Strata Con OpenStack – the open source "infrastructure cloud" project founded by Rackspace and NASA – has released a second version of its platform codenamed Bexar.
Bexar includes updates to both halves of the project: OpenStack Compute, for serving up on-demand access to readily scalable processing power, and OpenStack Storage, a similarly scalable storage platform.
"[OpenStack] will hopefully enable better adoption of cloud technologies," Rackspace senior software architect Eric Day said today at the Big Data–obsessed Strata Conference in Santa Clara, California. "There are a lot of open source project out there, but none of them are ready for service-provider scale." OpenStack is ready, Eric Day indicates, because it's already in use at Rackspace and NASA.
Rackspace and NASA unveiled OpenStack six months ago, and the project now boasts over 40 partners, including Dell, Japanese telecom giant NTT, Microsoft, and – as of today – Canonical, the commercial outfit behind the Ubuntu Linux distro. Previously, Canonical had announced that the next version of Ubuntu, 11.04, due in April, will include APIs for building your own OpenStack clouds, but this morning, the company officially joined the OpenStack community.
"In fact it is noteworthy that the OpenStack project has taken a lot of the methodology of the Ubuntu project and applied it to how they self-organise and release," reads a blog post from the company. "They have the same twice-yearly open conference to drive the definition of the project and a similar but three-monthly release cycle. It’s easy to forget that this now ‘standard’, time based, approach to open source development and release was pioneered by Ubuntu and it is gratifying to see it permeate."
The idea behind OpenStack is to create a truly open source platform that lets anyone build their own infrastructure clouds – online services that provide on-demand access to virtual computing resources that scale as needed. These might be "public clouds" such as Amazon's AWS, a web service available to everyone, or they might "private clouds" used within a single organization.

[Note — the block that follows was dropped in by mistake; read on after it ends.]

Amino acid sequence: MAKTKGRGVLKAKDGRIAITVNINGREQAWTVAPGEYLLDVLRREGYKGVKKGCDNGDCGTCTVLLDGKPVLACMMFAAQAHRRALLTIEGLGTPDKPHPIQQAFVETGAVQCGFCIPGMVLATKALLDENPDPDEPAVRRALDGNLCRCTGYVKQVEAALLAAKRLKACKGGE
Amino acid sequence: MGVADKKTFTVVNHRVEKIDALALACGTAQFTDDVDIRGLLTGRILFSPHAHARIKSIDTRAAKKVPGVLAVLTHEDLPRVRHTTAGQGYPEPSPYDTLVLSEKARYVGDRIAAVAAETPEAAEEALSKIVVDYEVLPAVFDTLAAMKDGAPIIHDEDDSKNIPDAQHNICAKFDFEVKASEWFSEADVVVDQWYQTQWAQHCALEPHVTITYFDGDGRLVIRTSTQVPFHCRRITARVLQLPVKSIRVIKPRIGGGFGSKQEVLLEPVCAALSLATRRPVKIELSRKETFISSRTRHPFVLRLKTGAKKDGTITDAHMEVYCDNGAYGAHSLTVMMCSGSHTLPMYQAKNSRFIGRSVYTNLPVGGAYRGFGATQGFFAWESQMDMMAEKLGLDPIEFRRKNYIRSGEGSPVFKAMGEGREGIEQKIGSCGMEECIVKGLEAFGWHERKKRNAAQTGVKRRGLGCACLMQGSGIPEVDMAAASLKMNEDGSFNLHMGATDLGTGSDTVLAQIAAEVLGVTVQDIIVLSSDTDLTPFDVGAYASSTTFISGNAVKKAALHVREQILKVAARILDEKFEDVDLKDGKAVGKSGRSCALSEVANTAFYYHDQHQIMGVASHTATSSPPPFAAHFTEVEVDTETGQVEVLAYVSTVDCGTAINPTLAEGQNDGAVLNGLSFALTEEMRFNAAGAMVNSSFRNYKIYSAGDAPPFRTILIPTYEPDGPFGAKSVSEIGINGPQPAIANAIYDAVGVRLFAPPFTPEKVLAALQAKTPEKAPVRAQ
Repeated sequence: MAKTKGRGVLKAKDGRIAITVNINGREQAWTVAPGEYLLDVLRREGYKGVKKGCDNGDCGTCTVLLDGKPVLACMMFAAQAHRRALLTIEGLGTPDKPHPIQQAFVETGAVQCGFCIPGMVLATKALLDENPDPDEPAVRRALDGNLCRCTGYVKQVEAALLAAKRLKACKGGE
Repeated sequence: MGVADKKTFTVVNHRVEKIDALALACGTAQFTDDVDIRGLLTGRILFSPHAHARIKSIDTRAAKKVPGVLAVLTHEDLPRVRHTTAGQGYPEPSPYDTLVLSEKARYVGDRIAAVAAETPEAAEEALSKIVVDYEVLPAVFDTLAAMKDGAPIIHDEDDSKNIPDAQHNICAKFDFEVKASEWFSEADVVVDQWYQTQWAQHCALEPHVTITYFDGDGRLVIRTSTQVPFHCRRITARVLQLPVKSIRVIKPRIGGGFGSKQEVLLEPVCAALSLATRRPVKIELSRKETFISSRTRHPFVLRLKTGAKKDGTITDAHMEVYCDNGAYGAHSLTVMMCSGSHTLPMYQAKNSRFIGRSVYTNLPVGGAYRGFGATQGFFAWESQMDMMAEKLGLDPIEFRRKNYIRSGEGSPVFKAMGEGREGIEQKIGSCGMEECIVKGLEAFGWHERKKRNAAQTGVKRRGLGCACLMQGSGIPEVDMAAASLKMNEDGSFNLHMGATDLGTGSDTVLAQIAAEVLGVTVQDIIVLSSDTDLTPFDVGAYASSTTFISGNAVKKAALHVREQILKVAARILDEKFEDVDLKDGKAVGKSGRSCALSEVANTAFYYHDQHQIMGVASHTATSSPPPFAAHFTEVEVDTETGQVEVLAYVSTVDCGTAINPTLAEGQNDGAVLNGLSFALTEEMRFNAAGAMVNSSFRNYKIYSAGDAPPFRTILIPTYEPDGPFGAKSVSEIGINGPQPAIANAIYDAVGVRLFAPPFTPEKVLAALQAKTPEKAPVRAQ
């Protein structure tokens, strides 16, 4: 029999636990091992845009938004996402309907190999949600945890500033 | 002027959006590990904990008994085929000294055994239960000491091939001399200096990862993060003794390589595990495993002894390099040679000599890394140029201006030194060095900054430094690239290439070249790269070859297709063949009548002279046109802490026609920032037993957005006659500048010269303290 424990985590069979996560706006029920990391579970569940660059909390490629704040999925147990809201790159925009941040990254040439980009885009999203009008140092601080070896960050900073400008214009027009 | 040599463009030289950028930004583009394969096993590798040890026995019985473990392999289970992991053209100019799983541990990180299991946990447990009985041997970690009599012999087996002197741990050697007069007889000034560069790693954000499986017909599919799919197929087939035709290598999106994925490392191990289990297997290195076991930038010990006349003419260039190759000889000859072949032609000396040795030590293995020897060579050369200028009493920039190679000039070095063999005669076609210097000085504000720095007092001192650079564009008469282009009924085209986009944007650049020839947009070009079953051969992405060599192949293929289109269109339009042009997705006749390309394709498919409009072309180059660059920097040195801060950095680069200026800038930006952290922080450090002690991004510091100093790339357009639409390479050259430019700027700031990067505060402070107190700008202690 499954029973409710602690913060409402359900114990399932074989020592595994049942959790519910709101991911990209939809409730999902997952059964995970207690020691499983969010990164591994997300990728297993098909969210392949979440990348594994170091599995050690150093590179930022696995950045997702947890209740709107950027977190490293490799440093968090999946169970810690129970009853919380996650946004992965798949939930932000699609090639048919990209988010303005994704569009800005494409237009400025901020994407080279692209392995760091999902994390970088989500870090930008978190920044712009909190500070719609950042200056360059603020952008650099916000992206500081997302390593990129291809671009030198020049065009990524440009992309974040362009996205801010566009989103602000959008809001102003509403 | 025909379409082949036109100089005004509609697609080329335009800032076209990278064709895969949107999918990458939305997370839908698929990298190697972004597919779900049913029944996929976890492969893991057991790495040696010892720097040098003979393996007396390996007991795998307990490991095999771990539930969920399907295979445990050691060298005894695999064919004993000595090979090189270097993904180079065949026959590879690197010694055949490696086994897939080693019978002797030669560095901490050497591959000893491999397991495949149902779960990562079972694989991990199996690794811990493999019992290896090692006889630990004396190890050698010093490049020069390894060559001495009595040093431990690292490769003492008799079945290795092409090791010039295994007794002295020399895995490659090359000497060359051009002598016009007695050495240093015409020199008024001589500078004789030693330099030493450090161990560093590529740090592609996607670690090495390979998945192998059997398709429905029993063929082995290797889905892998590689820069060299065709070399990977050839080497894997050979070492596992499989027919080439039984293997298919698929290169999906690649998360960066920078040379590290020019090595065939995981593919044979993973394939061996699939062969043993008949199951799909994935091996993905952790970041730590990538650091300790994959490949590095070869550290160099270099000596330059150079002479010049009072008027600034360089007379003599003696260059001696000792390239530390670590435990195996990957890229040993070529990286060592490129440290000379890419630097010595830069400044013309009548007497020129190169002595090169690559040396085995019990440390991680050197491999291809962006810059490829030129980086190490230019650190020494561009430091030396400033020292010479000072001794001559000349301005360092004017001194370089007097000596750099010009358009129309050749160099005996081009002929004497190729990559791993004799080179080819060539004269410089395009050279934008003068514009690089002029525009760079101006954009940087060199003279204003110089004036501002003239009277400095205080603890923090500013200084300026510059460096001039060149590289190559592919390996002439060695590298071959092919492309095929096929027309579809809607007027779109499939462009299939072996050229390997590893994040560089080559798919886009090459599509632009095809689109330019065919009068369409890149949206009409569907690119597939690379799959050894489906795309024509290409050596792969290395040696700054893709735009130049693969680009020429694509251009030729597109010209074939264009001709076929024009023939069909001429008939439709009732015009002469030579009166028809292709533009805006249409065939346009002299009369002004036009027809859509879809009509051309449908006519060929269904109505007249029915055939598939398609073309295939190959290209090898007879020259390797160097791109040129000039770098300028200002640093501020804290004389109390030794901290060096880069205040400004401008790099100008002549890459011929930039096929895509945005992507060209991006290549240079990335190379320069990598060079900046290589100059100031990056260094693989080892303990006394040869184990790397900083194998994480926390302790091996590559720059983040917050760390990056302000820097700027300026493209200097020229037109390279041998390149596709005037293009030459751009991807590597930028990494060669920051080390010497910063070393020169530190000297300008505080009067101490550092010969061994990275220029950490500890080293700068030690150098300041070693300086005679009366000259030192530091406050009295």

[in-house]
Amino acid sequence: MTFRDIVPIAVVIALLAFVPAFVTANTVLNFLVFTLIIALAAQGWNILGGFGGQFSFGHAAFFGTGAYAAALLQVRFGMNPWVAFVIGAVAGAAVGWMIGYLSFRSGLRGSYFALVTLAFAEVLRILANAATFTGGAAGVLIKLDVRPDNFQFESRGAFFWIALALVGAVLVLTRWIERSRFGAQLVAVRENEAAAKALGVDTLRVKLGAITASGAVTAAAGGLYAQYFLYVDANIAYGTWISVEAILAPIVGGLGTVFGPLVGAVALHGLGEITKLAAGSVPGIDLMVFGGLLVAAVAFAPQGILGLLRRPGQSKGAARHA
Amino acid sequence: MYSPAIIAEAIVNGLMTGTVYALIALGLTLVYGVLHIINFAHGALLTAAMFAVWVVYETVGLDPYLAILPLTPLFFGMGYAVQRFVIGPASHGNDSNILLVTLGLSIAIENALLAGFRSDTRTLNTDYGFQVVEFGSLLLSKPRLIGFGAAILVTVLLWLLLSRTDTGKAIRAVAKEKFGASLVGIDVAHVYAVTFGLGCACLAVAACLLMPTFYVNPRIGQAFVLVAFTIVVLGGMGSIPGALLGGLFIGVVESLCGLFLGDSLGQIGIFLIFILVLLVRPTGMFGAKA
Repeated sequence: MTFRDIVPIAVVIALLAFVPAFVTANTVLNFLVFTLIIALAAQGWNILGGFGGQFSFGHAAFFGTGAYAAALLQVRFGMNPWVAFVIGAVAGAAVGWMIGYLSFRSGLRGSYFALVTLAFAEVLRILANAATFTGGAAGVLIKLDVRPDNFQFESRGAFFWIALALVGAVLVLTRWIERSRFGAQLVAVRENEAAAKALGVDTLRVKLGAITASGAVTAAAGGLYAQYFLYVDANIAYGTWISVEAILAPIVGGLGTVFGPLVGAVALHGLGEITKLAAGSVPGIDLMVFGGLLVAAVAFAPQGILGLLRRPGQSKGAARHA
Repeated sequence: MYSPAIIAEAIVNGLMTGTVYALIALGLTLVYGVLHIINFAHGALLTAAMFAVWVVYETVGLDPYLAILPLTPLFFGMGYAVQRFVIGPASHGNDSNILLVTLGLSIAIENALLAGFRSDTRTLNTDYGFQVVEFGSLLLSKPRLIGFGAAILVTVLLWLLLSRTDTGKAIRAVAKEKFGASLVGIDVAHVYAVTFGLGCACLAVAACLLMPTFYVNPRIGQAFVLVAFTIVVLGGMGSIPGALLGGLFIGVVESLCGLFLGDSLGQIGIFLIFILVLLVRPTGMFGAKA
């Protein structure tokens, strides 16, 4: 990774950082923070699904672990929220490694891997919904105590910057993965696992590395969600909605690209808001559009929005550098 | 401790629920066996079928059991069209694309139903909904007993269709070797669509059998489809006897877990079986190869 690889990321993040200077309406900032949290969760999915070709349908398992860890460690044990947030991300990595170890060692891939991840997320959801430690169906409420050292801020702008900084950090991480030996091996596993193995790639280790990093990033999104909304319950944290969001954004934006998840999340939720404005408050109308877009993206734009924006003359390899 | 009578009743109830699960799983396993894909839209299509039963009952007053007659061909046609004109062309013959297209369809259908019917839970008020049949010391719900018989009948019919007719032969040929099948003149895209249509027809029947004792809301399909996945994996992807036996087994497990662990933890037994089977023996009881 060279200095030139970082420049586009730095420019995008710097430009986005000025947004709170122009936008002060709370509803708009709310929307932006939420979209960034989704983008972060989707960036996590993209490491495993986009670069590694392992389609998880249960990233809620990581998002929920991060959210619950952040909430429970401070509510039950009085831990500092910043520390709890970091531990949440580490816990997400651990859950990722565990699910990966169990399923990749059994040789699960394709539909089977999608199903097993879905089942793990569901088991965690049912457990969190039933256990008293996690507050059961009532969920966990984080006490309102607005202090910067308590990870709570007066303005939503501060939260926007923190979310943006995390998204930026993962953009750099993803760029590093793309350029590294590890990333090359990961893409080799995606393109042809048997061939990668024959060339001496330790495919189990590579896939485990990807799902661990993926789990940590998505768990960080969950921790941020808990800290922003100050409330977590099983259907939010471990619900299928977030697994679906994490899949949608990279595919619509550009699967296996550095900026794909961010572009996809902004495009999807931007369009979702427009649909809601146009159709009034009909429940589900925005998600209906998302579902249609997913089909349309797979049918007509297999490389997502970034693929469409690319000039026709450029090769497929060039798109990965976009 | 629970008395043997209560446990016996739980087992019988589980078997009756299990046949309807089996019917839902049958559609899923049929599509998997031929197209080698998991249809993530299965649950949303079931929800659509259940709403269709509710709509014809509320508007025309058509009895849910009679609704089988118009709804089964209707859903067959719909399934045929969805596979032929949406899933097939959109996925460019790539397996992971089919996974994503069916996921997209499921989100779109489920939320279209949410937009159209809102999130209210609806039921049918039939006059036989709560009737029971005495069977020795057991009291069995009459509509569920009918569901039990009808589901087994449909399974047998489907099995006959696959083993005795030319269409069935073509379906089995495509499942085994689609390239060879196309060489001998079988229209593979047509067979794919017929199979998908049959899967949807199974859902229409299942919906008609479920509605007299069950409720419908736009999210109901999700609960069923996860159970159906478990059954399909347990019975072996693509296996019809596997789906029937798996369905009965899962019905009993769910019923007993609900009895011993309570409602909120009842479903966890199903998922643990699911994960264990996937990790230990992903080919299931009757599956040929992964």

OpenStack is based on Nova, a compute engine and fabric controller designed by NASA, and Swift, an object storage platform built by Rackspace. Nova powers NASA's internal Nebula compute cloud, and a version of Swift drives Cloud Files, Rackspace's public storage service.
NASA's Nebula cloud was originally built atop Eucalyptus, another open source infrastructure cloud platform. But according to NASA chief technology officer Chris Kemp, who spoke with The Register last year, Eucalyptus didn't scale as well as NASA would have liked it to, and when his engineers tried to add patches to the open source project to improve scaling, they were rejected by engineers working for Eucalyptus Systems, the commercial outfit that oversees the project and offers a separate "enterprise" version of the platform that includes proprietary code.
Kemp said that the patches were rejected because they conflicted with the enterprise code. But Marten Mickos – the ex-MySQL boss who now runs Eucalyptus as CEO – doesn't agree with this take. Whatever the case, NASA was moved to create an open source project that would operate more like the Linux kernal project. After NASA tossed its Nova code onto a public server, Rackspace found it, and the two joined forces. Rackspace was already considering an open source project based on the code behind its public cloud.
Canonical has long offered Eucalyptus with Ubuntu – that's why the release was dubbed Karmic Koala – and though it continues to do so, it seems obvious that OpenStack is the better fit. Rackspace's Eric Day calls OpenStack a LAMP stack of the cloud.
"Open source is a first step," Day said. "But to really foster growth, you can't stop there. You have to foster community."
The first OpenStack incarnation, codenamed Austin, was released last fall. As Canonical points out in its blog post, the project is on a three-month release cycle. Dubbed Bexar (pronounced "bear") after a county in Rackspace's home state of Texas, the second release is designed to streamline installation and let users create their own application environments that can be readily coped as an application requires additional scale.
The new version of OpenStack Compute offers support for IPv6, Microsoft's HyperV hypervisor, iSCSI with XenAPI, XenServer snapshots, and raw disk images, and it includes a new project known as Glance, designed to move images between disparate OpenStack clouds. The new OpenStack Storage offers support for unlimited file sizes, and it has been more tightly integrated with the Compute piece, according to Rackspace and OpenStack.
With the next incarnation of the platform, codenamed Cactus, the community will focus on optimizing the platform for use in sweeping service-provider public clouds. ®